There is no hiding it; this is a Cardrona cut for people who enjoy tasty fats. In the last number of years, diners have learned to appreciate that not all lamb fat has that ‘woolly’ or ‘muttony’ flavour. This is especially the case with merino that is a breed that has less fat and a different profile fat taste to other kinds of lambs. When they are grazed on native grasses or forage on other low input (less nitrogen) based traditional farming practises, you can taste this difference.
Cardrona Merino’s ribs and belly are about making the meat and tasty fats work together. Andrew Aitken at Emersons, for example, serves this cut on the bone after braising it down for one and a half hours to flavour the cut. He then double-dips the lambs in the fryer to create a crusty texture and layer the depth of flavour for the perfect sticky rib. This is a staff favourite and is completed with the perfect Asian rib sauce, and sesame seed finish.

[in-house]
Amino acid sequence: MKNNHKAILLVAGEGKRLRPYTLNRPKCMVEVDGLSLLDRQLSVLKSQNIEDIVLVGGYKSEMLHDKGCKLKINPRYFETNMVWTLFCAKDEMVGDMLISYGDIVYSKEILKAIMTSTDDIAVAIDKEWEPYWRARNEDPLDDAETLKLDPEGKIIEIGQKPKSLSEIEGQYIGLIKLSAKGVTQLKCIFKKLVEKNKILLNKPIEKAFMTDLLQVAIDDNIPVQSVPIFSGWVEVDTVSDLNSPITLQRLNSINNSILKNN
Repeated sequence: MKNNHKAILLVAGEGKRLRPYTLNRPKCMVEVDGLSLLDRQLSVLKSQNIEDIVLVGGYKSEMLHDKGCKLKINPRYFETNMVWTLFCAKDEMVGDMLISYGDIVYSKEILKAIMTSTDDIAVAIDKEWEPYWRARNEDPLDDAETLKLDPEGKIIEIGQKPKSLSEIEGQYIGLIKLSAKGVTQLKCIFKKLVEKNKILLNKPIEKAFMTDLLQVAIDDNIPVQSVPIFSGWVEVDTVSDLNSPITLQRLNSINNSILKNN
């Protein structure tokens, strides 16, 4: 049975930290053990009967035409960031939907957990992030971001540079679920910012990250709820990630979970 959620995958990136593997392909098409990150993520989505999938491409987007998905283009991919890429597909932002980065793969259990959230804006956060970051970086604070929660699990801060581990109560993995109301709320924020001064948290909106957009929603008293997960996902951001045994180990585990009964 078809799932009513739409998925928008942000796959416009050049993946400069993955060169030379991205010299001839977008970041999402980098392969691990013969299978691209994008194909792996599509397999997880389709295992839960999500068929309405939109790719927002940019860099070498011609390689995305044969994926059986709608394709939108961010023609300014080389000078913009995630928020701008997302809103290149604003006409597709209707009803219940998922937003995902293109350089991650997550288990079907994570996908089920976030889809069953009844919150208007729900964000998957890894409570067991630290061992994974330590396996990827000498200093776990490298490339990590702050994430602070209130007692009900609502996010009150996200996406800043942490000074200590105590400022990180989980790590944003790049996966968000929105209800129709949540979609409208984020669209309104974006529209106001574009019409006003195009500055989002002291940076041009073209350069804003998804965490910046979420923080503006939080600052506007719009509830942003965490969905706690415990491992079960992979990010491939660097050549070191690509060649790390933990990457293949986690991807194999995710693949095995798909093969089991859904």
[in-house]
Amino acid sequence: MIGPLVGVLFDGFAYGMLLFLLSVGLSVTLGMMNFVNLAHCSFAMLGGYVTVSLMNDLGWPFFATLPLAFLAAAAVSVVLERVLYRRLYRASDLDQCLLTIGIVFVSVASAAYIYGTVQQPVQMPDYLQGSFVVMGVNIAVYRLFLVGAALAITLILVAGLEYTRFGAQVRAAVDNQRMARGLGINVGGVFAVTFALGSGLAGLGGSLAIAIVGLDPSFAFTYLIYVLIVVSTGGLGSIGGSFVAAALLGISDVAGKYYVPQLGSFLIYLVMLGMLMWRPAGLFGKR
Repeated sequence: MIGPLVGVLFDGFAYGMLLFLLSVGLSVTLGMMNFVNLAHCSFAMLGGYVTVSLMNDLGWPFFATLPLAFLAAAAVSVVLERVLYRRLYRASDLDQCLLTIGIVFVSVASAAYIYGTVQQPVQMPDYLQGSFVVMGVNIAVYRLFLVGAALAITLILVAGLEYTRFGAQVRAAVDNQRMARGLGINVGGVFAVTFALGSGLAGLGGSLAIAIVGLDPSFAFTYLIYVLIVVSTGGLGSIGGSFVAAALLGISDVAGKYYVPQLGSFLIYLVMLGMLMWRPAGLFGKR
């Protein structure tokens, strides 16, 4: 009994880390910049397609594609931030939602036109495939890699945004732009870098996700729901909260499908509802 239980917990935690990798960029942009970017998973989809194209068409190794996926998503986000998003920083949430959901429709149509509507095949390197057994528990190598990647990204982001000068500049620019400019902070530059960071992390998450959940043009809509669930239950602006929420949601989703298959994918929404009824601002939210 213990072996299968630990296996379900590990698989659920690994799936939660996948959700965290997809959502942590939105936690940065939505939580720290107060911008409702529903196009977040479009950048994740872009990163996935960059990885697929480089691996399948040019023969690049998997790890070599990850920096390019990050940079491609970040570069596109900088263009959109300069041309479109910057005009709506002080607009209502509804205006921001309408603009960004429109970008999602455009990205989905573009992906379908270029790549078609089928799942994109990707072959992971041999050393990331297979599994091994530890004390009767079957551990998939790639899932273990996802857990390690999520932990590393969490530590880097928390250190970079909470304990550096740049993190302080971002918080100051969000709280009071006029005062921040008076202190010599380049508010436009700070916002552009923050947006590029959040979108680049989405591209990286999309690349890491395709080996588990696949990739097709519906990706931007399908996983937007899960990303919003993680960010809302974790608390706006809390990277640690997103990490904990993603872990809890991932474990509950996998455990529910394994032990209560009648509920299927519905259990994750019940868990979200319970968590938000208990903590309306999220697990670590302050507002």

The bone out belly, which is simply the ribs above with bone taken out, contains all the same layered flavours that after seasoning is great sous vide to ‘butter blend’ the flavours together. This can then be flame fired to crackle and crisp the lamb using rosemary or thyme to return the colour and flavour depth to the cut before portion slicing onto the plate.
For lack of an original term, these are both called ‘secondary cuts.’ A lot of chefs also enjoy working with the challenging cuts because the taste and flavour of the connective tissues and merino fats adds so much more to the lamb. It’s great for Cardrona Merino because a nose to tail philosophy is a weekly reality and not just lip service for using everything and therefore it honours the life of the animal.
For more information, contact Rob Ottrey at firstname.lastname@example.org.